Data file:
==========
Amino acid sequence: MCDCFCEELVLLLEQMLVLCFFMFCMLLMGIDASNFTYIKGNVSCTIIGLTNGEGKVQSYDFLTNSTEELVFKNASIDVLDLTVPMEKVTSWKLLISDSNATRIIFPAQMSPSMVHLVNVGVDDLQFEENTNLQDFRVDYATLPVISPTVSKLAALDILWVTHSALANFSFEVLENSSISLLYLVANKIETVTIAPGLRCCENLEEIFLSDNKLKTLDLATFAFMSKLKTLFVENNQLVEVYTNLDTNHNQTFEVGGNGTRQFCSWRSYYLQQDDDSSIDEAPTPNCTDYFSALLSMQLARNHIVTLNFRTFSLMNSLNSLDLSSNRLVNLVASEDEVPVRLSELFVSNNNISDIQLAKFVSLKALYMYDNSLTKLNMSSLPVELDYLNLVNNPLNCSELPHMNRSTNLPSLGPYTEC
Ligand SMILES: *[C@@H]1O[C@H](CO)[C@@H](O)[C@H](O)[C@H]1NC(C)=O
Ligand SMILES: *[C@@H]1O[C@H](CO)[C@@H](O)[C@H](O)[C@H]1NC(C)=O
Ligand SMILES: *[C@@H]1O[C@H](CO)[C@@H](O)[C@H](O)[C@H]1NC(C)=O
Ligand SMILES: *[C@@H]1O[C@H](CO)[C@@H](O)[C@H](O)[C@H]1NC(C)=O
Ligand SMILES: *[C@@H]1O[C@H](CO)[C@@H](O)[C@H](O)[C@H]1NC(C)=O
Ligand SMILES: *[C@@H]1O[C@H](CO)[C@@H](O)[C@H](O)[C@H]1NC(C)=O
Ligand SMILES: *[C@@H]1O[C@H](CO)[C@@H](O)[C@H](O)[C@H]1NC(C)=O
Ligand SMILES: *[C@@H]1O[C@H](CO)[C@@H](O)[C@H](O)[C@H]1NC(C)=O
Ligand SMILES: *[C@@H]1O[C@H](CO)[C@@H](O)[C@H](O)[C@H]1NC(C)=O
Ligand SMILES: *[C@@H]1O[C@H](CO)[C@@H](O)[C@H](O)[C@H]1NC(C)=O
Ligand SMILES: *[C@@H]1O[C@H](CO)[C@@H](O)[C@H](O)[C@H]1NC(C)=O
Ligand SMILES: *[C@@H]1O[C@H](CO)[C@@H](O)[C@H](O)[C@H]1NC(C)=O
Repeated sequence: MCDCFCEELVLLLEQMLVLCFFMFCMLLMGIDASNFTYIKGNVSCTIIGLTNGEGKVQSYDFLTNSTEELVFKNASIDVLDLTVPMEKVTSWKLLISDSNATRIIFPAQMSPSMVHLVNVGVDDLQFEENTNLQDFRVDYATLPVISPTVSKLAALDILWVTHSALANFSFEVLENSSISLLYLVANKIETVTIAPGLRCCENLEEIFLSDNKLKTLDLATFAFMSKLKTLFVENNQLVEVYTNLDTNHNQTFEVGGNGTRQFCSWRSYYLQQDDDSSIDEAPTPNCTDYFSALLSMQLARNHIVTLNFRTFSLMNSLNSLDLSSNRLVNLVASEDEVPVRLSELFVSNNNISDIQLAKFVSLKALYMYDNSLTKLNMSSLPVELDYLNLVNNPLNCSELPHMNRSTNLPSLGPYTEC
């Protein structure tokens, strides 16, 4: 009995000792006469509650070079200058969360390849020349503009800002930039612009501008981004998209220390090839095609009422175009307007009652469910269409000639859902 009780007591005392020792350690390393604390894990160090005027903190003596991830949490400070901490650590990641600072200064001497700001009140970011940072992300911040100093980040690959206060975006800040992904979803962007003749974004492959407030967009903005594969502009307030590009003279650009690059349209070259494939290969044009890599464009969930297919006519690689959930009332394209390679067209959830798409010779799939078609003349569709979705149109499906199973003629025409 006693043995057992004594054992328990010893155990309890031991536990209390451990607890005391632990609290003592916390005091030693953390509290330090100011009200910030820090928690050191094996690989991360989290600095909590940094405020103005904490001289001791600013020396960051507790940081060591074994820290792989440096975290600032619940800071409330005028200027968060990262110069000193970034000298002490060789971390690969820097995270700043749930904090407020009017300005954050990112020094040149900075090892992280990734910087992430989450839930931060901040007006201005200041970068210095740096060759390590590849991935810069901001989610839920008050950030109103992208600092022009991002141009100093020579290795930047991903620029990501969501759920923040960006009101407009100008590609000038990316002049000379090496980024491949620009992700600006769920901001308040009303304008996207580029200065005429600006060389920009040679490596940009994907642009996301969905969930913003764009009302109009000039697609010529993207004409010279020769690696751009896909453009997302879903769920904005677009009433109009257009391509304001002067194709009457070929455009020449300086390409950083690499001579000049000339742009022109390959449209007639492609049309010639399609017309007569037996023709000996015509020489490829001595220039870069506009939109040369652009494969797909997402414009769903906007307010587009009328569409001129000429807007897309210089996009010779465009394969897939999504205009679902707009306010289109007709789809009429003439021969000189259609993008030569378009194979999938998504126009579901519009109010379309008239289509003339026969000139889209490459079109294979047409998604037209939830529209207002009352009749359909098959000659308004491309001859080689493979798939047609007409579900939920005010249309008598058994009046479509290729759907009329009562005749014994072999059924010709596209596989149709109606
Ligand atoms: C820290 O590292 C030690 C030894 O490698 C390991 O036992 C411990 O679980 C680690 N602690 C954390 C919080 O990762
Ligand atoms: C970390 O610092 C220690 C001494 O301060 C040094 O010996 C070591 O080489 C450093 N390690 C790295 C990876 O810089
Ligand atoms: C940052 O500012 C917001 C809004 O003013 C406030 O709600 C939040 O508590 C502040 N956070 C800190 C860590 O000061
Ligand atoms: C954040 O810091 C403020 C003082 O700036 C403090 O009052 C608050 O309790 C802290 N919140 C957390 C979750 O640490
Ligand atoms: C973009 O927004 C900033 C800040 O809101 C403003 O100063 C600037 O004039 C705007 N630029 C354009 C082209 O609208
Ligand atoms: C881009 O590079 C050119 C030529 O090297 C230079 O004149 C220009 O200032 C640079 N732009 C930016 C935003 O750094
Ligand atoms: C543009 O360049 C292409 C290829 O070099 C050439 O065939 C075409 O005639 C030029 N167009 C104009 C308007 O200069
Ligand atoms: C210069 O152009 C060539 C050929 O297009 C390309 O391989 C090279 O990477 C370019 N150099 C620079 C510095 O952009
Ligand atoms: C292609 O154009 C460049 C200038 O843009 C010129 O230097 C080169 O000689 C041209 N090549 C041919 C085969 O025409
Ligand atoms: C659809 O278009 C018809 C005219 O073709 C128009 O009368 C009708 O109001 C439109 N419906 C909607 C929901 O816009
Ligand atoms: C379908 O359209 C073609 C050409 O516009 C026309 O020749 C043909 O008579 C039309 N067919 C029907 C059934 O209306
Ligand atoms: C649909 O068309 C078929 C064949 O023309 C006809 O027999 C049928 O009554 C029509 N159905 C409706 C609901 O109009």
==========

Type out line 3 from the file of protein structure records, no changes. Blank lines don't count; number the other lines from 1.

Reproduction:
Ligand SMILES: *[C@@H]1O[C@H](CO)[C@@H](O)[C@H](O)[C@H]1NC(C)=O